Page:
Several weeks ago I was on the treadmill doing a new cardio routine that involved inserting five one-minute interval spikes into my thirty-minute session. For the uninitiated, an interval is a short segment of time where one increases their intensity to boost heart rate. If you are biking on the road, you can go faster or ride up a hill. If you are walking or running on a treadmill, you achieve this by going faster or increasing the elevation. How much the intensity should increase over the normal “cruising” rate has been the subject of many books and a myriad of scholarly articles. There are many reasons why I’ve added intervals to my cardio routines, including:
- Increases the strength of my heart by allowing it to pump more blood with each beat
- Improves the speed and power components of my athletic performance
- Boosts the amount of calories I burn during the cardio workout
- Tricks my brain into releasing chemicals that tell the cells in my body they are younger than they really are
The most important benefit of pushing my heart rate close to red zone RPMs is one I never thought of, but may be the one that ultimately saves my life. Long story short, while doing my new interval cardio routine on a treadmill, I felt tightness in my chest and experienced an irregular heartbeat. Yes…I was pounding it up a fifteen degree incline at 4.2 MPH. To achieve this level of intensity, I pushed the old ticker to 151 beats per minute, which is 93% of its maximum. The challenge was drill-sergeant-at-Parris-Island-screaming-at-a-new-recruit difficult…but I did it.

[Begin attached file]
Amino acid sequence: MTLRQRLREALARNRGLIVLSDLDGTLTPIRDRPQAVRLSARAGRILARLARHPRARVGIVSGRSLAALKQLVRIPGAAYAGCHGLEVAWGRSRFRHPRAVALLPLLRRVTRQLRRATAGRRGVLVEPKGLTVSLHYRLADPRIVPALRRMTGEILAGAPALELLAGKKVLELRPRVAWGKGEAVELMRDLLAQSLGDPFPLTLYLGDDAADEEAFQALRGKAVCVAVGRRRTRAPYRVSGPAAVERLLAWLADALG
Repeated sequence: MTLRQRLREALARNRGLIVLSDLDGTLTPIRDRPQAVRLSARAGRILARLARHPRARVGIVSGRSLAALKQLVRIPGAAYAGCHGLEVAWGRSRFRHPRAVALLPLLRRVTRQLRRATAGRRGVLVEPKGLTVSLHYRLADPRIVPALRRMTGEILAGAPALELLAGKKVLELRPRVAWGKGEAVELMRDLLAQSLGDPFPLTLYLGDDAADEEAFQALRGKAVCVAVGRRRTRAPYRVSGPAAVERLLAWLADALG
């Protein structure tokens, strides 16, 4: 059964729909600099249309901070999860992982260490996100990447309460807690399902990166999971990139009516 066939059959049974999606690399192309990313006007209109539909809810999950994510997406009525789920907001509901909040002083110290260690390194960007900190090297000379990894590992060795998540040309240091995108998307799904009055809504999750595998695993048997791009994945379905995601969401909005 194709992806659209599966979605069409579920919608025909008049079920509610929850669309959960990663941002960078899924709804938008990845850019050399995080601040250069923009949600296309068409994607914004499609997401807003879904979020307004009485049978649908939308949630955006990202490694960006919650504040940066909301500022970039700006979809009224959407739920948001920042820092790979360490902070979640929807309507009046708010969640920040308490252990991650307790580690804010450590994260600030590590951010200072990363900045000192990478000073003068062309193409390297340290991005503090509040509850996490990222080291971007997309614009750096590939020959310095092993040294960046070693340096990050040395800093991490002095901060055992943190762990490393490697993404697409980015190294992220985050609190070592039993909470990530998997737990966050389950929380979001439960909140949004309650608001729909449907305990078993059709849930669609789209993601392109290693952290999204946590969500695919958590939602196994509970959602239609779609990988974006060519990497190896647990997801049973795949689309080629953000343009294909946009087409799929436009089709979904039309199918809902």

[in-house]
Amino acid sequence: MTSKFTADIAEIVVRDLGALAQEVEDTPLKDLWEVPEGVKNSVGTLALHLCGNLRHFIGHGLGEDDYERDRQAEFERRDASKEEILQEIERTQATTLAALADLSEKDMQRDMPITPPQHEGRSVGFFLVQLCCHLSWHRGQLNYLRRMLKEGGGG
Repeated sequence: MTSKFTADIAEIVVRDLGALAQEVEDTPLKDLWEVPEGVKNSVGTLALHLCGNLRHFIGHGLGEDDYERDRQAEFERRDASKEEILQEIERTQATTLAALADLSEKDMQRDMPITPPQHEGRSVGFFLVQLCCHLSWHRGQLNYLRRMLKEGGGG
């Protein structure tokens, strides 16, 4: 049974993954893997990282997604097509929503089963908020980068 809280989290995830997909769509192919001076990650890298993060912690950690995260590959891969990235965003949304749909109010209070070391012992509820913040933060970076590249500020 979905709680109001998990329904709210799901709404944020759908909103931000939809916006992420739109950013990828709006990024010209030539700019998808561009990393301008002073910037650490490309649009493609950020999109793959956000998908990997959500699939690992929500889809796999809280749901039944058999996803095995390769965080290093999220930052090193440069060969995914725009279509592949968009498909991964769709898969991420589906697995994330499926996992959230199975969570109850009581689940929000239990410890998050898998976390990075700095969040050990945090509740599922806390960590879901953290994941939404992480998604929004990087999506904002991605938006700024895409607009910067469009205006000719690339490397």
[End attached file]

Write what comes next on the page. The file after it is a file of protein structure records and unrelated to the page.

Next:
The irregular heartbeat and tightness in my chest served as a canary in the coal mine, as it prompted me to seek medical attention. My father died at 52 of a heart attack caused by atherosclerosis. I did not want to suffer the same fate at 58. After consulting with my physician, two days later I was having a treadmill stress test under the supervision of a cardiologist. Running shirtless up a thirty degree grade with EKG leads and blood pressure cuffs tethered to a large computer console, I felt like Steve Austin, the Six Million Dollar Man.
After the test, the cardiologist told me “…You have the heart, lungs and muscles of an Olympian, but your arteries are from John’s Bargain Store. There are blockages. How many arteries are involved and the level of occlusion need to be determined. But don’t worry. Problems inside the heart are a big deal, what you have are some clogged pipes…it’s just plumbing.”
I told my doctor I felt betrayed by my body, as I have taken great care if it with lots of exercise and healthy food…hey…I’m a personal trainer and lifestyle coach…so I walk the walk. He comforted me by saying that “…if I weren’t in such good condition, this would have happened ten years ago at a much lower level of exertion. Who knows what would have happened then?”
Anyway, I am scheduled for a PET scan of the heart, which will help determine what to do next. I’ll keep you posted if you keep me in your thoughts and prayers.